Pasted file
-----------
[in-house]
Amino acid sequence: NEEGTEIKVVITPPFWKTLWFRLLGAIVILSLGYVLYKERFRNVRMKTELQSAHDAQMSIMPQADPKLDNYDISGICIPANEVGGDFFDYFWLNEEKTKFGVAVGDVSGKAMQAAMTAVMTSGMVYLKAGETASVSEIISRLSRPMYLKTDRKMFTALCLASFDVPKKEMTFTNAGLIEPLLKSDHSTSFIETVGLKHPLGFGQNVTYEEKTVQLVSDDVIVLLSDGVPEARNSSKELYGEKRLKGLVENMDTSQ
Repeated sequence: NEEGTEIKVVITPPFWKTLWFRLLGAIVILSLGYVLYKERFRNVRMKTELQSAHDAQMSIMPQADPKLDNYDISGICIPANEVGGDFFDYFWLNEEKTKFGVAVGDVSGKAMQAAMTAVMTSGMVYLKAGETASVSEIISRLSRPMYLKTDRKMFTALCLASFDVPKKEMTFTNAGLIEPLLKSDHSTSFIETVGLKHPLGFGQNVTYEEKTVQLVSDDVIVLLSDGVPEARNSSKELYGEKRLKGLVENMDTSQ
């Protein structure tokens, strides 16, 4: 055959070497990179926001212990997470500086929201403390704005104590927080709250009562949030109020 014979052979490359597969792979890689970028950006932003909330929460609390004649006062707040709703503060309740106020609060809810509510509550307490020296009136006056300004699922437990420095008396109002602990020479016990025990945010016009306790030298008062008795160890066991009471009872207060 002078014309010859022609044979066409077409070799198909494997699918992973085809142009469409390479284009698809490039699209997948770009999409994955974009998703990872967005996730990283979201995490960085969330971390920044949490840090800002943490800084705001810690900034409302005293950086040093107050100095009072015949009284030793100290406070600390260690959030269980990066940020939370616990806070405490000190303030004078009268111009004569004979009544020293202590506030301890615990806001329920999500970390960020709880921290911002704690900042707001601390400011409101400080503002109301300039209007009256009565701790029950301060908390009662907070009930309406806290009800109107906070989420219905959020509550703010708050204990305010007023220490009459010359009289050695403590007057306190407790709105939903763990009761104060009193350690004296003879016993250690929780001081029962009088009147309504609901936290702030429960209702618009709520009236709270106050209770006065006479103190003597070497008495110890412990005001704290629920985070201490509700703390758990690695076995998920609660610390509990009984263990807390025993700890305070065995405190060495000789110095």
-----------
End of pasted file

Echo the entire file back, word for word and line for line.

[in-house]
Amino acid sequence: NEEGTEIKVVITPPFWKTLWFRLLGAIVILSLGYVLYKERFRNVRMKTELQSAHDAQMSIMPQADPKLDNYDISGICIPANEVGGDFFDYFWLNEEKTKFGVAVGDVSGKAMQAAMTAVMTSGMVYLKAGETASVSEIISRLSRPMYLKTDRKMFTALCLASFDVPKKEMTFTNAGLIEPLLKSDHSTSFIETVGLKHPLGFGQNVTYEEKTVQLVSDDVIVLLSDGVPEARNSSKELYGEKRLKGLVENMDTSQ
Repeated sequence: NEEGTEIKVVITPPFWKTLWFRLLGAIVILSLGYVLYKERFRNVRMKTELQSAHDAQMSIMPQADPKLDNYDISGICIPANEVGGDFFDYFWLNEEKTKFGVAVGDVSGKAMQAAMTAVMTSGMVYLKAGETASVSEIISRLSRPMYLKTDRKMFTALCLASFDVPKKEMTFTNAGLIEPLLKSDHSTSFIETVGLKHPLGFGQNVTYEEKTVQLVSDDVIVLLSDGVPEARNSSKELYGEKRLKGLVENMDTSQ
């Protein structure tokens, strides 16, 4: 055959070497990179926001212990997470500086929201403390704005104590927080709250009562949030109020 014979052979490359597969792979890689970028950006932003909330929460609390004649006062707040709703503060309740106020609060809810509510509550307490020296009136006056300004699922437990420095008396109002602990020479016990025990945010016009306790030298008062008795160890066991009471009872207060 002078014309010859022609044979066409077409070799198909494997699918992973085809142009469409390479284009698809490039699209997948770009999409994955974009998703990872967005996730990283979201995490960085969330971390920044949490840090800002943490800084705001810690900034409302005293950086040093107050100095009072015949009284030793100290406070600390260690959030269980990066940020939370616990806070405490000190303030004078009268111009004569004979009544020293202590506030301890615990806001329920999500970390960020709880921290911002704690900042707001601390400011409101400080503002109301300039209007009256009565701790029950301060908390009662907070009930309406806290009800109107906070989420219905959020509550703010708050204990305010007023220490009459010359009289050695403590007057306190407790709105939903763990009761104060009193350690004296003879016993250690929780001081029962009088009147309504609901936290702030429960209702618009709520009236709270106050209770006065006479103190003597070497008495110890412990005001704290629920985070201490509700703390758990690695076995998920609660610390509990009984263990807390025993700890305070065995405190060495000789110095």